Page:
Later On

A blog written for those whose interests more or less match mine.

The present and future of jazz

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Very interesting post on the More Intelligent Life blog by Gary Moskowitz:

Long before we debated what real punk-rock was, what true hip-hop was, or what made indie-rock authentic, jazz heads grappled with what is and isn’t jazz music. Now, the debate is whether jazz is dying off or not.

Not long ago Jae Sinnet, a jazz drummer, composer, educator and radio personality, told NPR that jazz is dying because people are falling out of love with it. Hip-hop, Sinnet says, stole jazz’s thunder. He also blamed club owners for removing pianos from their venues to save space over the years.

Sinnet’s claims are not unfounded. The Wall Street Journal‘s Terry Teachout reported in August that the audience for America’s great art form was withering away, based on data in the latest survey of public participation in the arts. According to the report, America’s jazz audience is not only shrinking, it’s aging. Attendance at jazz performances has dropped 30% since 2002. The median age of concert patrons in 2008 was 46; in 1982 it was 29.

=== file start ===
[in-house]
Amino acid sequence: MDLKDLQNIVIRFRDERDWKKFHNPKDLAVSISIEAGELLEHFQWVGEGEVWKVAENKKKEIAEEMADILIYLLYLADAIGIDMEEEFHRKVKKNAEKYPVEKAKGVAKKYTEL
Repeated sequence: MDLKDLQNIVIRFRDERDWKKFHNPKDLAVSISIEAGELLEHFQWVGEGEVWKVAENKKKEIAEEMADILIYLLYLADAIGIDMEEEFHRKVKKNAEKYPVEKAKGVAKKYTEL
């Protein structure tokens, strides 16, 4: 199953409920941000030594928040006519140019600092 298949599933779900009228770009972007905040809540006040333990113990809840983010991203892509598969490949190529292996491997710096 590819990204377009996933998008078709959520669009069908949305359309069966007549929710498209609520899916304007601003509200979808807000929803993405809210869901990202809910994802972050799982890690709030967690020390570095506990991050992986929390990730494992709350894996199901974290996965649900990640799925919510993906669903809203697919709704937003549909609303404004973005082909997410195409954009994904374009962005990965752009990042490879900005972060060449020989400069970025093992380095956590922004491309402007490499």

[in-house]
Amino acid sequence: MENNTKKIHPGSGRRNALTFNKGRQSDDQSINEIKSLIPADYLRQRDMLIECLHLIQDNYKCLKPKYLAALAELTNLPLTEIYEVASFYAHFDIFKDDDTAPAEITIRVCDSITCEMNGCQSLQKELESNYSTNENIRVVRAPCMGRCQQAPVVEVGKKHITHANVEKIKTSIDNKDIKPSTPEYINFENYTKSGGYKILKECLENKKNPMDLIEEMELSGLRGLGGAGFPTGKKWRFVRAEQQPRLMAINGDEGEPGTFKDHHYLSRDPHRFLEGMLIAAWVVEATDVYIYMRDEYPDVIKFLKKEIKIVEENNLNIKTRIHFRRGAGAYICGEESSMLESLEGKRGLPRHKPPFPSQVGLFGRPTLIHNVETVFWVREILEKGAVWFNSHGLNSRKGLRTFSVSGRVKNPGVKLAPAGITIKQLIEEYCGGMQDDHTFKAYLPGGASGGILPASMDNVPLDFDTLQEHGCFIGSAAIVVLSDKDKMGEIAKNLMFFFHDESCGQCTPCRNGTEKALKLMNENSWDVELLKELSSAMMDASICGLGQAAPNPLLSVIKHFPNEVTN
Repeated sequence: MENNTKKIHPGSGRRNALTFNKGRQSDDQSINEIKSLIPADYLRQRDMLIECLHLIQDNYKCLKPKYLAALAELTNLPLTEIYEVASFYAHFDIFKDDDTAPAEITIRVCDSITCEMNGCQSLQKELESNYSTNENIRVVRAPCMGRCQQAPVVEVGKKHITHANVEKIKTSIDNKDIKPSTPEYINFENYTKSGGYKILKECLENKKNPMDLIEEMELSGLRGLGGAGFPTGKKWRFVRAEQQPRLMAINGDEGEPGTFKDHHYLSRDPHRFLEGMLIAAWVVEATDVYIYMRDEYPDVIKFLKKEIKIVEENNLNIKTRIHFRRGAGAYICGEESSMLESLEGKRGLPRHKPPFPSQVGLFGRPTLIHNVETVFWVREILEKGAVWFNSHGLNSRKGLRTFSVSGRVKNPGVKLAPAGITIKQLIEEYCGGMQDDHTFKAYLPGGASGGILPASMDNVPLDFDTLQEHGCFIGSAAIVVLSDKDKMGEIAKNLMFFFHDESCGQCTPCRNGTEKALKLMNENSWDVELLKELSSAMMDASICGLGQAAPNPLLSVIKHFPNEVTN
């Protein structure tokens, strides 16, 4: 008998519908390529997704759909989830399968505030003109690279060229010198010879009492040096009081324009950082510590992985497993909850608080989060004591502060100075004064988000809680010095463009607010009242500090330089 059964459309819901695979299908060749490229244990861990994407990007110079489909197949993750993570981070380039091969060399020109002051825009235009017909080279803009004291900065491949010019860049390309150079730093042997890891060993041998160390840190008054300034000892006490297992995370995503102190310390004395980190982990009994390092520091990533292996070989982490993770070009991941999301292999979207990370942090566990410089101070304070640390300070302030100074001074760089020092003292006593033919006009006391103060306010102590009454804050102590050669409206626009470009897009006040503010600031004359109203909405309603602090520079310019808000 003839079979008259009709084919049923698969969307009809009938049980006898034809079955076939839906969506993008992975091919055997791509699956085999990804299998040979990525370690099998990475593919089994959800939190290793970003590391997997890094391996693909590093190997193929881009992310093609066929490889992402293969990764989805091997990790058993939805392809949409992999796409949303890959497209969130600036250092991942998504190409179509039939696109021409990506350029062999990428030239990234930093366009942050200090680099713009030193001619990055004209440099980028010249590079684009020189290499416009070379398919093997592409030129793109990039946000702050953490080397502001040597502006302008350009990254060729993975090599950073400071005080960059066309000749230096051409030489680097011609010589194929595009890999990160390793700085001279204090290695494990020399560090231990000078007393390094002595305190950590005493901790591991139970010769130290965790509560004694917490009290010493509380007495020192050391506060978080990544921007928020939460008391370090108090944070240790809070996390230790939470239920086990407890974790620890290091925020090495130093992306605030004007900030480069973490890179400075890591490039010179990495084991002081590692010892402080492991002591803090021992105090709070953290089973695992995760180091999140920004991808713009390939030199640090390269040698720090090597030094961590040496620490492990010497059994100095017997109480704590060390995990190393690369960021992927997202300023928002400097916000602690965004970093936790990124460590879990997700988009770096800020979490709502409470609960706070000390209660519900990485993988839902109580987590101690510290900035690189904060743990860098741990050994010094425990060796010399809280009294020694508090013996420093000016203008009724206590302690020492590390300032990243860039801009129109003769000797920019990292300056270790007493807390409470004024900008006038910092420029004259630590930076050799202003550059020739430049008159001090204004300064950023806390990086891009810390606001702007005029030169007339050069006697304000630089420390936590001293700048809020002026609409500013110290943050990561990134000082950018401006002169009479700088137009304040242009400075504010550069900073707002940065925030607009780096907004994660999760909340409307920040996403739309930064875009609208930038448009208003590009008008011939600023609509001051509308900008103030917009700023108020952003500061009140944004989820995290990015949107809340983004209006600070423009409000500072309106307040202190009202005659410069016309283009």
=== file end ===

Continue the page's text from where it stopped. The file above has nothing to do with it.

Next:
These numbers bear out anecdotally. I have a hell of a time convincing friends to go to jazz shows with me, so I tend to go alone. And I often feel like I’m one of the youngest people in the room, even though I’m in my 30s.

Teachout said the problem is that most Americans see jazz as a form of high art. Sinnet confirmed that “the masses don’t understand the music,” largely because there are fewer places to hear it. Getting “these kids” to “realise [jazz] is something worth their time is difficult because they don’t hear it on TV or MTV.” The word “jazz” itself has even become sandbagged with lofty associations (Time Out London goes so far as to call it the “J Bomb”).

Perhaps jazz simply needs to be rebranded, recharacterised as music that can speak for people again (even frustrated youth). Quite a few new bands are revitalising the form in exciting ways, mixing elements of jazz (theory, improvisation, culture and composition) with other styles to create music that is often hard to label or categorise.

Skerik’s Syncopated Taint Septet, a jazz ensemble formed in Seattle in 2002, often refers to their music as “punk jazz”. But their songs, such as their thunderous version of Charles Mingus’s “Moanin”, have much more to do with Thelonious Monk than with Darby Crash. (Disclosure: I once played in a side project with the group’s drummer). Then there’s Chicago’s Hypnotic Brass Ensemble, which is more marching band than jazz band, like instrumental hip-hop. (Members are sons of Kelan Phil Cohran, a jazz-man who played with the Sun Ra Arkestra.) Sasha Frere-Jones of the New Yorker claimed that the band has “absorbed the biggest electronic music of the last century (hip-hop), filtered it through America’s century-old classic music (jazz), and made it portable.” …

Continue reading.

Written by Leisureguy

13 November 2009 at 12:07 pm

Posted in Jazz, Music

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